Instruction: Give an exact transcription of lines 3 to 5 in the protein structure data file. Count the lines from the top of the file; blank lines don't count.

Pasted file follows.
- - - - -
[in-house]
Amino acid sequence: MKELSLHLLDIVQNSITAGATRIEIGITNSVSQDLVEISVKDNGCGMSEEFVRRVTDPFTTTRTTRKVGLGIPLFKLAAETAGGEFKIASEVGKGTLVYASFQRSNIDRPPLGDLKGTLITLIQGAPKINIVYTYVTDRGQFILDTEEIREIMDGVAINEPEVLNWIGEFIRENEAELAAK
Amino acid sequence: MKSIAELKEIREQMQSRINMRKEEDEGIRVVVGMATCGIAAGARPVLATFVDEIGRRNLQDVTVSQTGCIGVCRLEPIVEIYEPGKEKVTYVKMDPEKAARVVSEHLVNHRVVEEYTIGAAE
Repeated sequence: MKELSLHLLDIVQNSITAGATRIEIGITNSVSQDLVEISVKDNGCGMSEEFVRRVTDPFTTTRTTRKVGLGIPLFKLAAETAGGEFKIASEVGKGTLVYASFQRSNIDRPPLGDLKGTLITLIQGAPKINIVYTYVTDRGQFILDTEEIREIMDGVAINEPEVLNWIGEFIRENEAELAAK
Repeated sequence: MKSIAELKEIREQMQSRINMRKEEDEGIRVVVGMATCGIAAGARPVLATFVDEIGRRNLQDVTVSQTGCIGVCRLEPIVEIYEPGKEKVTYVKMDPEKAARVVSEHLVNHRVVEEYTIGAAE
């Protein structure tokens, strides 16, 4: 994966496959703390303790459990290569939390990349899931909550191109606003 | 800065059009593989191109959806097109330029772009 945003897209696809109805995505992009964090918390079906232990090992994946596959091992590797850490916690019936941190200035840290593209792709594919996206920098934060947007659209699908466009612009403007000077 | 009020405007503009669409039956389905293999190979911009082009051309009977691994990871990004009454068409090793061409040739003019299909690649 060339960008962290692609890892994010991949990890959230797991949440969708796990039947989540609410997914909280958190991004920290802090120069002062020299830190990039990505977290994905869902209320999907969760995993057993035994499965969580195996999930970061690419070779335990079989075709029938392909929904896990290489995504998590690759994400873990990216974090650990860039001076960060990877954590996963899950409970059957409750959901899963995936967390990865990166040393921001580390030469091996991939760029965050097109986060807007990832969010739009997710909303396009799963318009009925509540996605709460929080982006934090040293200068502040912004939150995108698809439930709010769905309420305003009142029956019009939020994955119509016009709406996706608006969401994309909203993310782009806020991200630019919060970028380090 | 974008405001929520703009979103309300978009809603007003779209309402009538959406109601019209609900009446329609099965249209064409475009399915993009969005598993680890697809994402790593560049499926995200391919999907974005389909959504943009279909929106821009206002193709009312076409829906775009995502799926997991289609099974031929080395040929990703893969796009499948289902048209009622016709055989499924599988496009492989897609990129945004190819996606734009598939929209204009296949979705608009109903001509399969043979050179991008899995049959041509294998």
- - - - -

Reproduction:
Amino acid sequence: MKSIAELKEIREQMQSRINMRKEEDEGIRVVVGMATCGIAAGARPVLATFVDEIGRRNLQDVTVSQTGCIGVCRLEPIVEIYEPGKEKVTYVKMDPEKAARVVSEHLVNHRVVEEYTIGAAE
Repeated sequence: MKELSLHLLDIVQNSITAGATRIEIGITNSVSQDLVEISVKDNGCGMSEEFVRRVTDPFTTTRTTRKVGLGIPLFKLAAETAGGEFKIASEVGKGTLVYASFQRSNIDRPPLGDLKGTLITLIQGAPKINIVYTYVTDRGQFILDTEEIREIMDGVAINEPEVLNWIGEFIRENEAELAAK
Repeated sequence: MKSIAELKEIREQMQSRINMRKEEDEGIRVVVGMATCGIAAGARPVLATFVDEIGRRNLQDVTVSQTGCIGVCRLEPIVEIYEPGKEKVTYVKMDPEKAARVVSEHLVNHRVVEEYTIGAAE